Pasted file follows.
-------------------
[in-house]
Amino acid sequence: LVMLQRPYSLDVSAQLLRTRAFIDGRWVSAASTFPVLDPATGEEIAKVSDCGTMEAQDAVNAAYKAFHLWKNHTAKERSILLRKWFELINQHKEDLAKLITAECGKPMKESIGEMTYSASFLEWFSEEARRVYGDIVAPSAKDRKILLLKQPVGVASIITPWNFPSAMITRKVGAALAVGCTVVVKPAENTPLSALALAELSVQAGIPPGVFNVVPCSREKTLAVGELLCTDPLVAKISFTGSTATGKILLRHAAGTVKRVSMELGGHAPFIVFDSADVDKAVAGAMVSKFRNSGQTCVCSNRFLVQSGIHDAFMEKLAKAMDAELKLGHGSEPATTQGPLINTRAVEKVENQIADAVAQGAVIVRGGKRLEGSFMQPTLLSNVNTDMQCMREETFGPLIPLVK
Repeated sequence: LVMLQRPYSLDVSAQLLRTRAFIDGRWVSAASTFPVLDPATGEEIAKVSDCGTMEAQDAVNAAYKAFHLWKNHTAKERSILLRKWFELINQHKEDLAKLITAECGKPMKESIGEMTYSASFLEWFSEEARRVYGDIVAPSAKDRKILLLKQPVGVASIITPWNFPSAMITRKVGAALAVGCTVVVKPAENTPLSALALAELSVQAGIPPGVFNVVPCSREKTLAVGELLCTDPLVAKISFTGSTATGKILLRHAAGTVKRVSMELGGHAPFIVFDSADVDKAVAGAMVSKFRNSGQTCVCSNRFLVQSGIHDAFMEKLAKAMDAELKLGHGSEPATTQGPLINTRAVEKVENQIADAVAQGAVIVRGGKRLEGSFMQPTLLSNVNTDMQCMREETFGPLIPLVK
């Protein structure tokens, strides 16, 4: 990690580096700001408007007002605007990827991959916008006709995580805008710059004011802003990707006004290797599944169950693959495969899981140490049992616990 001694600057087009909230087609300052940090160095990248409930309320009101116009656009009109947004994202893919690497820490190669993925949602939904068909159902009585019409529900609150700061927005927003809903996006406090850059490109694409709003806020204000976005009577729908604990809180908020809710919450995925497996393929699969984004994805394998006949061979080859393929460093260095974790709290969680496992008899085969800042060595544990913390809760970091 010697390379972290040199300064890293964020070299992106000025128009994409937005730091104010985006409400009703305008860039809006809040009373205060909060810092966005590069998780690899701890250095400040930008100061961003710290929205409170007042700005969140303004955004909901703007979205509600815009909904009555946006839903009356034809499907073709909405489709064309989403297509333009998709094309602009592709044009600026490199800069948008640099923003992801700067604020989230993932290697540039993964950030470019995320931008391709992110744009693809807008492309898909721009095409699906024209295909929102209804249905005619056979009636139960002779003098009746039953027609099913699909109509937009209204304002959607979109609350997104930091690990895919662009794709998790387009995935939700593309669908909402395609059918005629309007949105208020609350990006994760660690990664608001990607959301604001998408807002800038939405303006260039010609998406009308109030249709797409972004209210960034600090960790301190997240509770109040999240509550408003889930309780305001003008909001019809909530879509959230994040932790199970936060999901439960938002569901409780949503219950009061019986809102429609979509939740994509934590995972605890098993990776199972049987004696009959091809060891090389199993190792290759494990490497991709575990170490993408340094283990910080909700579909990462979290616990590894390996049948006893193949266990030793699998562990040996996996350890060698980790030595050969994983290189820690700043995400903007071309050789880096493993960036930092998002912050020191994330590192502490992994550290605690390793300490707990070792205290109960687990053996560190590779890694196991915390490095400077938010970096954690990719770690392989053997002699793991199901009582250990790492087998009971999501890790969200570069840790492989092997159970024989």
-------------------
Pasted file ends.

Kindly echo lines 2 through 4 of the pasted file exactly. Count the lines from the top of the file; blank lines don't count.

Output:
Amino acid sequence: LVMLQRPYSLDVSAQLLRTRAFIDGRWVSAASTFPVLDPATGEEIAKVSDCGTMEAQDAVNAAYKAFHLWKNHTAKERSILLRKWFELINQHKEDLAKLITAECGKPMKESIGEMTYSASFLEWFSEEARRVYGDIVAPSAKDRKILLLKQPVGVASIITPWNFPSAMITRKVGAALAVGCTVVVKPAENTPLSALALAELSVQAGIPPGVFNVVPCSREKTLAVGELLCTDPLVAKISFTGSTATGKILLRHAAGTVKRVSMELGGHAPFIVFDSADVDKAVAGAMVSKFRNSGQTCVCSNRFLVQSGIHDAFMEKLAKAMDAELKLGHGSEPATTQGPLINTRAVEKVENQIADAVAQGAVIVRGGKRLEGSFMQPTLLSNVNTDMQCMREETFGPLIPLVK
Repeated sequence: LVMLQRPYSLDVSAQLLRTRAFIDGRWVSAASTFPVLDPATGEEIAKVSDCGTMEAQDAVNAAYKAFHLWKNHTAKERSILLRKWFELINQHKEDLAKLITAECGKPMKESIGEMTYSASFLEWFSEEARRVYGDIVAPSAKDRKILLLKQPVGVASIITPWNFPSAMITRKVGAALAVGCTVVVKPAENTPLSALALAELSVQAGIPPGVFNVVPCSREKTLAVGELLCTDPLVAKISFTGSTATGKILLRHAAGTVKRVSMELGGHAPFIVFDSADVDKAVAGAMVSKFRNSGQTCVCSNRFLVQSGIHDAFMEKLAKAMDAELKLGHGSEPATTQGPLINTRAVEKVENQIADAVAQGAVIVRGGKRLEGSFMQPTLLSNVNTDMQCMREETFGPLIPLVK
């Protein structure tokens, strides 16, 4: 990690580096700001408007007002605007990827991959916008006709995580805008710059004011802003990707006004290797599944169950693959495969899981140490049992616990 001694600057087009909230087609300052940090160095990248409930309320009101116009656009009109947004994202893919690497820490190669993925949602939904068909159902009585019409529900609150700061927005927003809903996006406090850059490109694409709003806020204000976005009577729908604990809180908020809710919450995925497996393929699969984004994805394998006949061979080859393929460093260095974790709290969680496992008899085969800042060595544990913390809760970091 010697390379972290040199300064890293964020070299992106000025128009994409937005730091104010985006409400009703305008860039809006809040009373205060909060810092966005590069998780690899701890250095400040930008100061961003710290929205409170007042700005969140303004955004909901703007979205509600815009909904009555946006839903009356034809499907073709909405489709064309989403297509333009998709094309602009592709044009600026490199800069948008640099923003992801700067604020989230993932290697540039993964950030470019995320931008391709992110744009693809807008492309898909721009095409699906024209295909929102209804249905005619056979009636139960002779003098009746039953027609099913699909109509937009209204304002959607979109609350997104930091690990895919662009794709998790387009995935939700593309669908909402395609059918005629309007949105208020609350990006994760660690990664608001990607959301604001998408807002800038939405303006260039010609998406009308109030249709797409972004209210960034600090960790301190997240509770109040999240509550408003889930309780305001003008909001019809909530879509959230994040932790199970936060999901439960938002569901409780949503219950009061019986809102429609979509939740994509934590995972605890098993990776199972049987004696009959091809060891090389199993190792290759494990490497991709575990170490993408340094283990910080909700579909990462979290616990590894390996049948006893193949266990030793699998562990040996996996350890060698980790030595050969994983290189820690700043995400903007071309050789880096493993960036930092998002912050020191994330590192502490992994550290605690390793300490707990070792205290109960687990053996560190590779890694196991915390490095400077938010970096954690990719770690392989053997002699793991199901009582250990790492087998009971999501890790969200570069840790492989092997159970024989």